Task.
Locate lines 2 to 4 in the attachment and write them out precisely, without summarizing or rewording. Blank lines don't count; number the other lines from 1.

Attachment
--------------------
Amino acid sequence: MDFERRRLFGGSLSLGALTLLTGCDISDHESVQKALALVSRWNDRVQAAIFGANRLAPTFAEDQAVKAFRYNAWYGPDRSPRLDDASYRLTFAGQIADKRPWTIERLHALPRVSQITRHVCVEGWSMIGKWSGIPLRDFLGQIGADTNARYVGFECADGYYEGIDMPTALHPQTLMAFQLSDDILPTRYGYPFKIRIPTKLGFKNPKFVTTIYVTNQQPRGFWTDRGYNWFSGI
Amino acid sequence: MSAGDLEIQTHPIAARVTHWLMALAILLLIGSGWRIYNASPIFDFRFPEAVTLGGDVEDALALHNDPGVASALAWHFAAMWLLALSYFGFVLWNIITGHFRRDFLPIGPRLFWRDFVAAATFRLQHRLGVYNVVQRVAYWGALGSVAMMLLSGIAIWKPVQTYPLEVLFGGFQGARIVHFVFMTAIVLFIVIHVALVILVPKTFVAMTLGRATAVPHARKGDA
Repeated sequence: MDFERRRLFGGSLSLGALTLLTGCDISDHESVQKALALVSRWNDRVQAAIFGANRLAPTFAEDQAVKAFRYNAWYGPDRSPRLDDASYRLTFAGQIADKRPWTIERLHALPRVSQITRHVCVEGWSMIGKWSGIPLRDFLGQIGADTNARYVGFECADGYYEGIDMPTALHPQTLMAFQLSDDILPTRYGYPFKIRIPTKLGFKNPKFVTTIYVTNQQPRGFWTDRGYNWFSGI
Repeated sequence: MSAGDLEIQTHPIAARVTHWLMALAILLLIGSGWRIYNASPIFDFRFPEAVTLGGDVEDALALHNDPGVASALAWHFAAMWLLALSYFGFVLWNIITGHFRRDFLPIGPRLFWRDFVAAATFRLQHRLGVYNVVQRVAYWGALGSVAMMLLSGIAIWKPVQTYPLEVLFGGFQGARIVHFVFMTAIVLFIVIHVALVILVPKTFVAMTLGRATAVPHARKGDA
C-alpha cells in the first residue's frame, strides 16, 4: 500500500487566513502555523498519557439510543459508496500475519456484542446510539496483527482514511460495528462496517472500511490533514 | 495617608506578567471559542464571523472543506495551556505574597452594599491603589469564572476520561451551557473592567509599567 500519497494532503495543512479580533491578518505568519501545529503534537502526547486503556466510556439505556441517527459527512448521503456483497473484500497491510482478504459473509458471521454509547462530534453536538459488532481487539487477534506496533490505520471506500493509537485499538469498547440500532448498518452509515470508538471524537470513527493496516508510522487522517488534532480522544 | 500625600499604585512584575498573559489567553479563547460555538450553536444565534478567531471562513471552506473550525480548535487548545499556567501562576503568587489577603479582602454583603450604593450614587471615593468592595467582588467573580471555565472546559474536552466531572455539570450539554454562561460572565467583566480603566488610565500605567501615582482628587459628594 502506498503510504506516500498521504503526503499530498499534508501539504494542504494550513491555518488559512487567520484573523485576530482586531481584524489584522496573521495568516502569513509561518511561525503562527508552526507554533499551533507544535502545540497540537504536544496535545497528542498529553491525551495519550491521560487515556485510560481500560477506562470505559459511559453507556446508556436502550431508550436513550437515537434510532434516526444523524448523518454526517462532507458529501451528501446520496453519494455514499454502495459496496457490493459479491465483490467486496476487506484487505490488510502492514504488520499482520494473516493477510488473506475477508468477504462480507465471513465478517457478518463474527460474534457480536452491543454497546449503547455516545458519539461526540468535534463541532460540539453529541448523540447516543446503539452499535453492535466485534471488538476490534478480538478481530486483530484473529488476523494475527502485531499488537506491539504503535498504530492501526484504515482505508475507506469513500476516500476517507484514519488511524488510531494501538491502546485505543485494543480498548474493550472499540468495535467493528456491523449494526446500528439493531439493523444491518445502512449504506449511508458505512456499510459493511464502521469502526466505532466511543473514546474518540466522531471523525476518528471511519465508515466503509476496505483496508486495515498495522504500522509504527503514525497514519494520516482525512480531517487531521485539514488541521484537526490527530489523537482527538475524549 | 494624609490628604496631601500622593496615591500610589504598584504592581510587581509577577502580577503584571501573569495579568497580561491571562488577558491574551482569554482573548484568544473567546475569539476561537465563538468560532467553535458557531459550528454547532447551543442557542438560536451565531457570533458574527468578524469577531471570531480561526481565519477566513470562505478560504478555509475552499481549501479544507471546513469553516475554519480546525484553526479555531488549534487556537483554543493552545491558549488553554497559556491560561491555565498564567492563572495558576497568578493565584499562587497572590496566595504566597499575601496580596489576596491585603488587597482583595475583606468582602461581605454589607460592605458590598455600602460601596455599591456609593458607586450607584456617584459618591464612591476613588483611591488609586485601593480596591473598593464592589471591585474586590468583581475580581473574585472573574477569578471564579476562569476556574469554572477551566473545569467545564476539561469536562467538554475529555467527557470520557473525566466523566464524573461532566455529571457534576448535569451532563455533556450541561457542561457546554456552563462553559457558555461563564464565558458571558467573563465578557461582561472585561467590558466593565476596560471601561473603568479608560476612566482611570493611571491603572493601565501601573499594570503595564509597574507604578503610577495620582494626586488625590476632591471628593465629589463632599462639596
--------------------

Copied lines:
Amino acid sequence: MSAGDLEIQTHPIAARVTHWLMALAILLLIGSGWRIYNASPIFDFRFPEAVTLGGDVEDALALHNDPGVASALAWHFAAMWLLALSYFGFVLWNIITGHFRRDFLPIGPRLFWRDFVAAATFRLQHRLGVYNVVQRVAYWGALGSVAMMLLSGIAIWKPVQTYPLEVLFGGFQGARIVHFVFMTAIVLFIVIHVALVILVPKTFVAMTLGRATAVPHARKGDA
Repeated sequence: MDFERRRLFGGSLSLGALTLLTGCDISDHESVQKALALVSRWNDRVQAAIFGANRLAPTFAEDQAVKAFRYNAWYGPDRSPRLDDASYRLTFAGQIADKRPWTIERLHALPRVSQITRHVCVEGWSMIGKWSGIPLRDFLGQIGADTNARYVGFECADGYYEGIDMPTALHPQTLMAFQLSDDILPTRYGYPFKIRIPTKLGFKNPKFVTTIYVTNQQPRGFWTDRGYNWFSGI
Repeated sequence: MSAGDLEIQTHPIAARVTHWLMALAILLLIGSGWRIYNASPIFDFRFPEAVTLGGDVEDALALHNDPGVASALAWHFAAMWLLALSYFGFVLWNIITGHFRRDFLPIGPRLFWRDFVAAATFRLQHRLGVYNVVQRVAYWGALGSVAMMLLSGIAIWKPVQTYPLEVLFGGFQGARIVHFVFMTAIVLFIVIHVALVILVPKTFVAMTLGRATAVPHARKGDA